Blockchain for business : how to use distributed ledgers in an enterprise context
Roughly speaking, there are three approaches towards blockchain technology nowadays.
- You’re in it for the “get rich quick” scheme, and couldn’t care less about technology. #HODL is the name, trading the game. You probably have/want a Lambo.
- You’re in it do disrupt everything with decentralized apps (at a few thousand users a day) and are wild about technology. You probably have a cat.
- You’re in it from an enterprise context and although business is your focus, every day you have to answer questions about the technology as business users suddenly need to understand the stack before deciding. You probably have a boss.
My category is the last one. Going through the questions I receive, the “but what’s the added value of using a blockchain?” scores in the top 3. No one can tell me what the added value is of eating cereals with a spoon from a bowl, but for blockchain it’s important to figure out every detail and the possible revenues from not yet existing business models.
Well, it’s a struggle. There are few cases to compare with. The added value is hidden in ecosystems, in network effects. It’s hard to calculate when the system is already running (is profit generated because or despite the blockchain?), but even worse upfront. The equation to calculate the value contains many rather unknows : the technology, the partners, the final solution, the operation model.
So, let’s try a different approach. Rather than calculating a financial benefit, let’s take a look at how it changes the way companies eventually collaborate and exchange data. Let’s look at it from a risk point of view. As I studied Law, I always see value in taking away risks as it reduces the amount of possible outcomes with a negative impact.
A single company : no blockchain please
A single company has virtually no reason to implement a (private permissioned) blockchain solution, that’s not new. Why write the same data at the same time on different servers in your basement? Instead, they’re organised in a silo with several functions supporting the new gold, the data.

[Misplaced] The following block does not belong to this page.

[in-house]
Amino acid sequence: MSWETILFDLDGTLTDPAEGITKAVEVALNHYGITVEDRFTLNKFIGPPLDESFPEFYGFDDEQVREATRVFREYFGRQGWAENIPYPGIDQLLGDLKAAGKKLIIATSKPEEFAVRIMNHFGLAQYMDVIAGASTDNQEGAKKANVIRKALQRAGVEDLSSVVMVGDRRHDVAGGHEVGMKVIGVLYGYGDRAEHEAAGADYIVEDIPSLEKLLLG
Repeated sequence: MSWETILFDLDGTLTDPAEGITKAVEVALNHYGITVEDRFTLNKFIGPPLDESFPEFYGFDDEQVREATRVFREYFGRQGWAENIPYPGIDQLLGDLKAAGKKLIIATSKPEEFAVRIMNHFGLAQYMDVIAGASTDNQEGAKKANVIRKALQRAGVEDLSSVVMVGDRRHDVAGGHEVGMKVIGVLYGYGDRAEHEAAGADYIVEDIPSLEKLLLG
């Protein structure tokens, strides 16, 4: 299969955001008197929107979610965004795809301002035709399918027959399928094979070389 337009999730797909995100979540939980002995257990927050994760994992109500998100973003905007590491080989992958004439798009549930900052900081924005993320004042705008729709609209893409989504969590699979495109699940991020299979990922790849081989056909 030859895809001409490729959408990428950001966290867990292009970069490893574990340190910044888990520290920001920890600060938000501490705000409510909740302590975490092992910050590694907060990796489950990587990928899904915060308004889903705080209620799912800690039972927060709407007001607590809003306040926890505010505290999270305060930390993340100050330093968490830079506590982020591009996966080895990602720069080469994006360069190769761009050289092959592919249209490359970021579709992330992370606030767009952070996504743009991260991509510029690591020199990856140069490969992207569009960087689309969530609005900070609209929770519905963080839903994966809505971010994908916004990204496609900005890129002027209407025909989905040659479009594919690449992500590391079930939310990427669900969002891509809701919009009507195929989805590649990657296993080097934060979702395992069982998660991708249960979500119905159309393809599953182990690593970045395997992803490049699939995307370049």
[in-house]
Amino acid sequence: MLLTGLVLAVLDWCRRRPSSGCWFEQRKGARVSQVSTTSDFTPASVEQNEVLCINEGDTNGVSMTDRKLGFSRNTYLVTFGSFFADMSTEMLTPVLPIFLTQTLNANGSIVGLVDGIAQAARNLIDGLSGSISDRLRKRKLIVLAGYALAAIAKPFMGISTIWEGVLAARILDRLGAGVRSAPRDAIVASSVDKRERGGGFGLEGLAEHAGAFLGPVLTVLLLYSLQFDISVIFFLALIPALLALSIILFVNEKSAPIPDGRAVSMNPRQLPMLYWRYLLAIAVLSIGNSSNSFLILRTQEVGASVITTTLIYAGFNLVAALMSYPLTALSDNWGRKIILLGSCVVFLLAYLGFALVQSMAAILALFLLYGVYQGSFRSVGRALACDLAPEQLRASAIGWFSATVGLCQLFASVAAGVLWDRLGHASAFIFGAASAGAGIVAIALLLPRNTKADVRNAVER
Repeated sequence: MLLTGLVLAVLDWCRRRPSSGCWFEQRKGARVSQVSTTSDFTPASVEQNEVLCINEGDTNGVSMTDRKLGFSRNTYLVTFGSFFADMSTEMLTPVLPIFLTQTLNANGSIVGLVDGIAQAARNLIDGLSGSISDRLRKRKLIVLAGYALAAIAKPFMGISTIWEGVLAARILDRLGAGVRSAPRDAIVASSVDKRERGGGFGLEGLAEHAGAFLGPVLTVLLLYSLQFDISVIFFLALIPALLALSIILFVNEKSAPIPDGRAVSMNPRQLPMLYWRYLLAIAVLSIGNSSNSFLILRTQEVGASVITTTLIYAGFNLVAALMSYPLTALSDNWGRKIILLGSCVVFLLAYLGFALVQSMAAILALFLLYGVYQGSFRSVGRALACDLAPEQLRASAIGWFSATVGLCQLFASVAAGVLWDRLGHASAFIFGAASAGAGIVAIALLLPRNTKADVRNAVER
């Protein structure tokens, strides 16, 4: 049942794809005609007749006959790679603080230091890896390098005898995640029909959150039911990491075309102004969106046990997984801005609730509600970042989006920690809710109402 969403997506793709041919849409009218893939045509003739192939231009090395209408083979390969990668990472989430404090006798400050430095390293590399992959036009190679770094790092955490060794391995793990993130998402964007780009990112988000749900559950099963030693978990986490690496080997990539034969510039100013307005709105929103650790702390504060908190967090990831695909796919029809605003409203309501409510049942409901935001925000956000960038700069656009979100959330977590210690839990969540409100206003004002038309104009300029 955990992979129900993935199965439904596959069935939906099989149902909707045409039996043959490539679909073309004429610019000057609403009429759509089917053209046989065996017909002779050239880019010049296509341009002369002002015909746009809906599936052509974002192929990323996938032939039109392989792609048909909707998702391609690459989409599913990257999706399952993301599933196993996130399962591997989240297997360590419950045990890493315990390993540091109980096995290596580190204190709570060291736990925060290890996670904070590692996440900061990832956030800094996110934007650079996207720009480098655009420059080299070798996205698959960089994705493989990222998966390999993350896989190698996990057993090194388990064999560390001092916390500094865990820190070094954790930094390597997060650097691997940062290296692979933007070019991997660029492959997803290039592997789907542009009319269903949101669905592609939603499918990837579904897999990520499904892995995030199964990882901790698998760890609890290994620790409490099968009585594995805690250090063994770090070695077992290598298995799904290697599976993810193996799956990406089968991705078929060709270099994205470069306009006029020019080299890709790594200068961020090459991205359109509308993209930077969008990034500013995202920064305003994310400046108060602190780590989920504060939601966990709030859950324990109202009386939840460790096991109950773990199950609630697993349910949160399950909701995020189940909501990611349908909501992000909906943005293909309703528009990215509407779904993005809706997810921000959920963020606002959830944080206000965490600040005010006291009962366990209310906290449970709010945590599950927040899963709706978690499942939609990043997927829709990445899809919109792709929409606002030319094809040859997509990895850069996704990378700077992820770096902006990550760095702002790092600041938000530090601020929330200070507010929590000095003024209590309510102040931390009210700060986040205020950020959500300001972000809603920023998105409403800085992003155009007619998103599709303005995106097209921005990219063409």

Within this company, let’s call it Business A, we see several items relevant for data and how to deal with it.
- We have the human knowledge on what actually happens in a process, and how data should be structured. People are usually able to correct data to their understanding.
- Internal processes, based upon human knowledge, handle data in an automated (hopefully digital) way.
- The results or input of these processes is stored in a database, safely tucked away in the company infrastructure.
- Last but not least, a control function exists to validate the data, the process, the treatment of the data in an automated or manual way, basically everything.
Two (or a few) companies collaborating
When two (or a few more) companies collaborate, we get a different story. The stack remains the same, but there is a new process found: the internal implementation of the agreed upon central process. Both parties however implement this shared process in their stack, in their interpretation of how it’s supposed to work. They have expectations towards the data they receive, and assumptions towards the data being sent.
As the drawing above shows, we created two dataflows. The process itself generates a flow of processed data, but to ensure that the data remains the same on both sides, more than likely a reconciliation flow, maybe with spot checks, has to be installed.
The internal control function will put more effort in validation and follow up of the exchanged data in the shared process as, despite agreements, no one knows what happens with the data “on the other side”. So both data-exchange and reconciliation flow are scrutinized.
Two (or a few) companies collaborating, on blckchn
When two (or a few more) companies collaborate, they could use a blockchain. It doesn’t sound like the best idea or business case, and it probably isn’t. It’s comparable to an airbag.
An airbag is something you expect to have in a car. It doesn’t make you happy it’s there, but you’ll be reluctant to get a car without one. Most of the time, it seems to be the most pointless piece of tech in your car. Until you hit something… if it’s a small concrete pole, you won’t be happy neither. Repairing your airbag is more costly than the damage on your car. When it’s a truck, it saves your life. Then you’ll rejoice and boast about how smart you are to have such an airbag. Ad hoc, ergo propter hoc: after the facts, thus along the facts.